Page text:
Even though world leaders are talking up signs of economic “green shoots”, it’s still too early to tell whether the global economic crisis is near a bottom or even whether the economic decline is slowing, says Shigeo Katsu, Vice President for Europe and Central Asia at the World Bank.
As unemployment mounts amid the economic turmoil, Katsu warns that a “human crisis” could ensue, particularly for poorer developing countries which do not share the same economic cushion as developed countries.
So while thousands of American families face the threat of losing their homes due to housing foreclosures, between 55 million and almost 100 million people in developing countries “find themselves pushed into extreme poverty” just this year alone.
“We think we’re probably going to face a situation where maybe more than a billion people will find themselves going to bed hungry. Those are real human crises,” says Katsu in an INSEAD Knowledge interview with Soumitra Dutta, INSEAD Dean of External Relations, at the inaugural Knowledge Economy Forum (hosted by the World Bank and held recently at INSEAD’s Europe campus in Fontainebleau).
And because of the global economic crisis, the targets of the United Nations Millennium Development Goals would be “much more difficult now to reach”, adds Katsu. These targets include halving poverty, sending all children to school by 2015, improving childcare and maternal health, providing people with access to safe drinking water, and combating contagious diseases such as HIV and malaria.
Katsu, who helps oversee developmental aid to countries in Europe and Central Asia, says most of the developing countries in these regions have also been hard hit by the global economic turmoil.
These countries, which managed to transition from centrally-planned economies to free market economies in just 20 years, “grew very fast” following the fall of the Berlin Wall in 1989, thanks to integration with the global marketplace and financial integration with European markets. But it also made them extremely vulnerable to external shocks because of their high dependence on the international financial markets and “relatively modest” level of domestic savings.
“In order to fuel this fast growth and the quest for higher consumption levels, this was intermediated in most cases through the banking system.
“And yet it was the same banking system that completely seized up. So yes, our countries were the ones among the emerging markets that were hit hardest and fastest,” notes Katsu, referring to countries in Central Eastern Europe, the Baltic region, Southeast Europe and in the Commonwealth Independent States (CIS).
He also points out that economic growth in the last quarter of 2008 in these countries “just simply fell off a cliff”, while industrial production was down by 15 to 30 per cent.
“We are facing pretty dismal economic statistics but (we are) also starting to see all these effects in terms of unemployment and other numbers starting to shoot up, so our countries are certainly under stress.”
When asked if there is an irony in preaching the benefits of globalisation to developing countries, given that the current global economic turmoil was caused in part by global financial integration, Katsu says that isolationist policies in today’s globalised world would not be helpful, “I think the wrong message and the wrong lesson to take away (from the crisis) would be to turn your back on globalisation.”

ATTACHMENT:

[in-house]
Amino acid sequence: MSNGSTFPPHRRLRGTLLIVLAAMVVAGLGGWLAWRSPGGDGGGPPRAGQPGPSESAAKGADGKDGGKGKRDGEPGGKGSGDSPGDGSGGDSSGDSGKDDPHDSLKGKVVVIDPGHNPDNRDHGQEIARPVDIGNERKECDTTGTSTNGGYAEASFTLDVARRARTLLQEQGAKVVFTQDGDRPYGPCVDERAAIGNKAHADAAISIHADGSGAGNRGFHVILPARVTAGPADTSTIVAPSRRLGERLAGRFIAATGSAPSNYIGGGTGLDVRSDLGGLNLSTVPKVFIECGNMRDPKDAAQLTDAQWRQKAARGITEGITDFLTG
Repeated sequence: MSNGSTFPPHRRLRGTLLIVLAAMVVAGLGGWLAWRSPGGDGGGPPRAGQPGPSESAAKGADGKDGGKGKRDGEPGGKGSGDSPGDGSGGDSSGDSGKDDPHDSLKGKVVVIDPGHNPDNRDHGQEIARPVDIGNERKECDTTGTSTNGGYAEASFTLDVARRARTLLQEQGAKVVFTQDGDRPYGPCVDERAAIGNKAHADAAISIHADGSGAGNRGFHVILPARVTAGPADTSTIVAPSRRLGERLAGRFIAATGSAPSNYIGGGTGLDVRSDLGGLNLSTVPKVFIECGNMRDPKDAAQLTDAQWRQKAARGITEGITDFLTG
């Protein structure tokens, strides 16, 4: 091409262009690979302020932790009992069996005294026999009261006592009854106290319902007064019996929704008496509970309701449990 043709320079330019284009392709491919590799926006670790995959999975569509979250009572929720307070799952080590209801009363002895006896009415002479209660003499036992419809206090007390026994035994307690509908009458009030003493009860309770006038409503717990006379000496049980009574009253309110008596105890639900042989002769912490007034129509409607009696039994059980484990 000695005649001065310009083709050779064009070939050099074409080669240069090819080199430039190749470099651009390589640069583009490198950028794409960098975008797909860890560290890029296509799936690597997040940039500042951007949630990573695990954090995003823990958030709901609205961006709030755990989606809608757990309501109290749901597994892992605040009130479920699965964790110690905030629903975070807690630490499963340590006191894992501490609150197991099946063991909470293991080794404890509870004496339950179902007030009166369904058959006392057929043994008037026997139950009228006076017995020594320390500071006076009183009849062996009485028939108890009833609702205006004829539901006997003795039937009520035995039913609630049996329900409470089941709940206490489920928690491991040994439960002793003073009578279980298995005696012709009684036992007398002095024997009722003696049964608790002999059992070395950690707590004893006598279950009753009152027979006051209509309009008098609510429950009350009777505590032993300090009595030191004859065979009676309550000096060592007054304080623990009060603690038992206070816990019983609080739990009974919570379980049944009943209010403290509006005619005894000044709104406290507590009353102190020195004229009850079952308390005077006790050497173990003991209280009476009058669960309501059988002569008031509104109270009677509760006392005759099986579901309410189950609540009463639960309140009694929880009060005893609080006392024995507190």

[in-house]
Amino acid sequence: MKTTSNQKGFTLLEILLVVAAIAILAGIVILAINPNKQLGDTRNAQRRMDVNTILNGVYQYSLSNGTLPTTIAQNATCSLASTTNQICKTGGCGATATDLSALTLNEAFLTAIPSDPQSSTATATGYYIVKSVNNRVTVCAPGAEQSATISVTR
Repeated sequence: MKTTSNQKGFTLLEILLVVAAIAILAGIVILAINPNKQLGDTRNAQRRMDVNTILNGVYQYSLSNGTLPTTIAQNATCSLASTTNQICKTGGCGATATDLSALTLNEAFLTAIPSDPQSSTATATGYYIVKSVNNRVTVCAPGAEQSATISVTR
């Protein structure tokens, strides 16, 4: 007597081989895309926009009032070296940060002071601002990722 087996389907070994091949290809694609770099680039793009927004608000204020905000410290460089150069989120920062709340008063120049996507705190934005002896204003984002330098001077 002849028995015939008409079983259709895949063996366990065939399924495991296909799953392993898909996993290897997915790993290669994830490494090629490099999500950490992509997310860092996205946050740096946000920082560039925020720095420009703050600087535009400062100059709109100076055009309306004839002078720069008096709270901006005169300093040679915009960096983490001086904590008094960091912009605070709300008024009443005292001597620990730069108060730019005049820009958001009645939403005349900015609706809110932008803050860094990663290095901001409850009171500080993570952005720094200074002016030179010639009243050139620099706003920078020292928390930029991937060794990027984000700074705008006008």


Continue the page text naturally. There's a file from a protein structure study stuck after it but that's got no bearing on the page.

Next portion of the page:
“I think that the welfare of your population actually depends on continued integration. But you’ve got to integrate smart and you’ve got to create the institutional infrastructure to do so. That means better, more solid market-oriented institutions with proper regulatory framework oversight and so on.”
Indeed, a key lesson of the current global crisis is that major financial and regulatory institutions have been shown to be “not very robust”. As such there needs to be greater focus on the development of institutions and not just on changing the financial markets, argues Katsu.
But, with institutions in even developed countries in the West deeply flawed, how should the developing countries build their institutional infrastructure?To this question, Katsu points out that some of the fundamentals of what constitutes good economic and financial management are timeless, and that learning can, and should, occur at all levels. Besides learning from the West, developing countries should learn from everywhere, given there’s also innovation in emerging markets, says Katsu.
Furthermore, innovation will play a “bigger and even more important” role in helping economies emerge from the current global economic crisis, Katsu says. So countries should take advantage of the current economic doldrums to use innovation to “retool” for the post-crisis recovery period.
“Innovation is part and parcel of this exercise because … the global marketplace will continue, countries will have to continue to compete and whoever comes out of this crisis as solid as possible – and in particular, with good entrepreneurship, good innovation and systems – will have a leg-up (with regard) to the competition.”
On its part, the World Bank is taking a multi-pronged approach to help countries in need emerge from the current crisis, says Katsu. These measures include a pledge to increase its loans to emerging economies to US$100 billion over the next three years, accelerate its financial support to the poorest countries, and to work with the International Finance Corporation (IFC), which is part of the World Bank Group, to provide funding for infrastructure projects, social protection and agricultural research.